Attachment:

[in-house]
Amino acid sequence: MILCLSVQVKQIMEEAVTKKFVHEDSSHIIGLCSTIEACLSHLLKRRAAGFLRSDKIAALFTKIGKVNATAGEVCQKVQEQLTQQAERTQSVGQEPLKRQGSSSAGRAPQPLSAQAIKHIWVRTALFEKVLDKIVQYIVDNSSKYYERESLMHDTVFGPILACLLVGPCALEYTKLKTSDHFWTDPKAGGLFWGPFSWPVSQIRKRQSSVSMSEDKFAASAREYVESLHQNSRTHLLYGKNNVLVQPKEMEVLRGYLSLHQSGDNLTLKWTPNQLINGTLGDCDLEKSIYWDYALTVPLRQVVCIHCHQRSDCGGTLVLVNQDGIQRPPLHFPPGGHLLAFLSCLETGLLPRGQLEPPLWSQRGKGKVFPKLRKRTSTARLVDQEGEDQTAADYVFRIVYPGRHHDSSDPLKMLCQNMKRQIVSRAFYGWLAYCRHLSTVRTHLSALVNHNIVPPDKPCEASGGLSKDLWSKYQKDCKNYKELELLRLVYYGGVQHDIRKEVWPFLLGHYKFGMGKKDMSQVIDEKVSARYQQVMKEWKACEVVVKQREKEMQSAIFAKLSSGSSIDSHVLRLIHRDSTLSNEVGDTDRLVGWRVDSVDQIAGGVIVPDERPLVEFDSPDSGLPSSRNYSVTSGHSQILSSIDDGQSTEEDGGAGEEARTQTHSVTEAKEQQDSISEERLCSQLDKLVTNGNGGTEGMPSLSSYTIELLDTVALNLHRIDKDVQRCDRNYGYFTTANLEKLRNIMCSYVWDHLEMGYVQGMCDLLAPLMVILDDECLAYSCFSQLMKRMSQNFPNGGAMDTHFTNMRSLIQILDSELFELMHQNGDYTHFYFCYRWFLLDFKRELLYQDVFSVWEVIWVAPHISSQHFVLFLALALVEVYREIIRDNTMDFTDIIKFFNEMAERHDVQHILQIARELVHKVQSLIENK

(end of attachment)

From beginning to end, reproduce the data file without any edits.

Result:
[in-house]
Amino acid sequence: MILCLSVQVKQIMEEAVTKKFVHEDSSHIIGLCSTIEACLSHLLKRRAAGFLRSDKIAALFTKIGKVNATAGEVCQKVQEQLTQQAERTQSVGQEPLKRQGSSSAGRAPQPLSAQAIKHIWVRTALFEKVLDKIVQYIVDNSSKYYERESLMHDTVFGPILACLLVGPCALEYTKLKTSDHFWTDPKAGGLFWGPFSWPVSQIRKRQSSVSMSEDKFAASAREYVESLHQNSRTHLLYGKNNVLVQPKEMEVLRGYLSLHQSGDNLTLKWTPNQLINGTLGDCDLEKSIYWDYALTVPLRQVVCIHCHQRSDCGGTLVLVNQDGIQRPPLHFPPGGHLLAFLSCLETGLLPRGQLEPPLWSQRGKGKVFPKLRKRTSTARLVDQEGEDQTAADYVFRIVYPGRHHDSSDPLKMLCQNMKRQIVSRAFYGWLAYCRHLSTVRTHLSALVNHNIVPPDKPCEASGGLSKDLWSKYQKDCKNYKELELLRLVYYGGVQHDIRKEVWPFLLGHYKFGMGKKDMSQVIDEKVSARYQQVMKEWKACEVVVKQREKEMQSAIFAKLSSGSSIDSHVLRLIHRDSTLSNEVGDTDRLVGWRVDSVDQIAGGVIVPDERPLVEFDSPDSGLPSSRNYSVTSGHSQILSSIDDGQSTEEDGGAGEEARTQTHSVTEAKEQQDSISEERLCSQLDKLVTNGNGGTEGMPSLSSYTIELLDTVALNLHRIDKDVQRCDRNYGYFTTANLEKLRNIMCSYVWDHLEMGYVQGMCDLLAPLMVILDDECLAYSCFSQLMKRMSQNFPNGGAMDTHFTNMRSLIQILDSELFELMHQNGDYTHFYFCYRWFLLDFKRELLYQDVFSVWEVIWVAPHISSQHFVLFLALALVEVYREIIRDNTMDFTDIIKFFNEMAERHDVQHILQIARELVHKVQSLIENK